Uruguay finished fourth at World Cup 2010, so you know all about that team. Four years later they are in a tough Group D with England, Italy and Costa Rica. How much do you know about the 2014 vintage? Make it at least 10 by reading below:
It is testament to his talents as both a tactician and mentor that Óscar Tabárez, the sixty-seven-year-old Uruguayan manager, has built a team not only structured, but also self-confident—displaying a gritty but quiet fortitude that recalls the wisdom and patience of a man who briefly worked as a primary school teacher and who in 2002 took time away from a turbulent managerial career to reflect on lessons learned. Accordingly, supporters call him El Maestro, “The Teacher.”
Óscar Tabárez had two short and unsuccessful stints as a manager in Italy’s Serie A, first for Milan and later with Cagliari . Beating the Italians after he was run out of the country in ’96 and again in ‘99 would be quite the vengeance—though he would probably never admit to taking any special joy in it.
Pragmatic, well organized, opportunistic—these are the words that come to mind when pondering Uruguay’s footballing approach. La Celeste (as they’re nicknamed) let their sturdy back line and compact holding midfielders keep things tidy at the defensive end of the park, absorbing pressure until a counter attacking opportunity presents itself. This is not to say that Uruguay crowds the box or plays negative football, only that the blue-shirted South Americans prefer to remain un-stretched. They play methodical football, the success of which is not predicated upon dominating possession, and they have a trio of talisman in Suárez, Edinson Cavani, and Diego Forlán (likely relegated to a role as late-game substitute) who are more than capable of finding and exploiting the tiniest of defensive vulnerabilities.
Fernando Muslera might be the best goalkeeper no one knows or talks much about. One reason for his anonymity is that he plies his trade in the less visible Turkish Super League. But his knack for timely penalty saves might win him a few extra head-turns in Brazil.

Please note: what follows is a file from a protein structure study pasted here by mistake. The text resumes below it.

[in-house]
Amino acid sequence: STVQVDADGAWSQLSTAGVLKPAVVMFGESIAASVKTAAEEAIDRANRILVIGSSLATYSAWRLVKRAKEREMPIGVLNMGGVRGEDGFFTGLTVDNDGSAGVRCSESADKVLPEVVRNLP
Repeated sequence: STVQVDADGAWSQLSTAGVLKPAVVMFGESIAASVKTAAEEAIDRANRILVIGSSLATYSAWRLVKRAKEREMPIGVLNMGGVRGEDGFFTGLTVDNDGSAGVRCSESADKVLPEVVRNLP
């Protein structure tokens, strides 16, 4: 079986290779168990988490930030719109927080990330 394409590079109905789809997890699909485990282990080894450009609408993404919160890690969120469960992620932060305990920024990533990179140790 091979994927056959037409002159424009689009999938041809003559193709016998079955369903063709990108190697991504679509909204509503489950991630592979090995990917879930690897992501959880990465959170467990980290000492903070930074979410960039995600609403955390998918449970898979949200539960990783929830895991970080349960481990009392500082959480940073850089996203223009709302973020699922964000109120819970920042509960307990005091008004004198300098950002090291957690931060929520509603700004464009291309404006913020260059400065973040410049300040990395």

Four years ago, Diego Lugano was voted the best captain at the World Cup. His career since has been less acclaimed. He was recently dumped by the nearly relegated EPL side West Bromwich Albion—the last of three short-lived European affairs since his 125-cap stretch with Fenerbahçe. Still, the scrappy Lugano would sacrifice life and limb for his countrymen, and for that he is loved. Unfortunately, the oft-injured general might actually have to if his aging back line is to keep clean sheets against a dangerous Italy team and an increasingly confident England squad.
If Suarez is healthy, the still imaginative but slowing 35-year-old Forlan may be pushed out of his usual forward position and into an attacking midfield role. Its a potential move that might spark a bit more flair in the middle of the park—or just confuse everything.
Luis Suarez has been swimming in goals for the last several months, setting a club record for Liverpool with 31 last season. Voted the EPL’s best player, and surely one of the best in the world, Suarez is an entertaining foil to the patience of Messi and flamboyant showmanship of Ronaldo, preferring to score through sheer determination of will rather than extravagant trickery.
Luis Suarez has an endless motor, and his near-constant darting runs and remarkable ability to dribble not around but straight through defenders is maddening for the opposition. But his passion sometimes gets the best of him. He started his most recent EPL season suspended for having bitten—unprovoked—the arm of Branislav Ivanovic the season prior. In South Africa, Suarez infamously helped his national compadres dispatch Ghana by handballing a free kick off the goal line. An apparent angel off the pitch but a devil on it, Suarez is the most likely Uruguayan to pare light blue with red in Brazil.
Their best eleven boast quality and experience, but they are only one or two injuries away from being a rather big question mark. What’s more, they don’t currently have midfielder who’s proven creative enough to forge a solid back-to-font connection. Even the most prolific of strikers can’t score if they don’t get the ball.
With a fourth place finish in South Africa, followed by a dominant display en route to a Copa America crown in 2011, the Uruguayans are riding high (even despite a slip in form during the always grueling World Cup qualifying campaign in CONMEBOL). But even escaping their group is a daunting task, with a two younger, pacey teams in England and Italy—sides that because they rarely overcommit are less susceptible to Uruguay’s counter-attacking style. Uruguay may be the most attractive stallion in the stable of dark horses, but are befuddling odds makers. They could go deep—or flop. Only two of Uruguay’s players enter in truly great form (Suarez and Cavani), with their experienced back line having lost a step or two since 2010. This team will need goals to go deep, and if Suarez fails to recover from minor knee surgery in time for tournament kickoff, La Celeste could disappoint.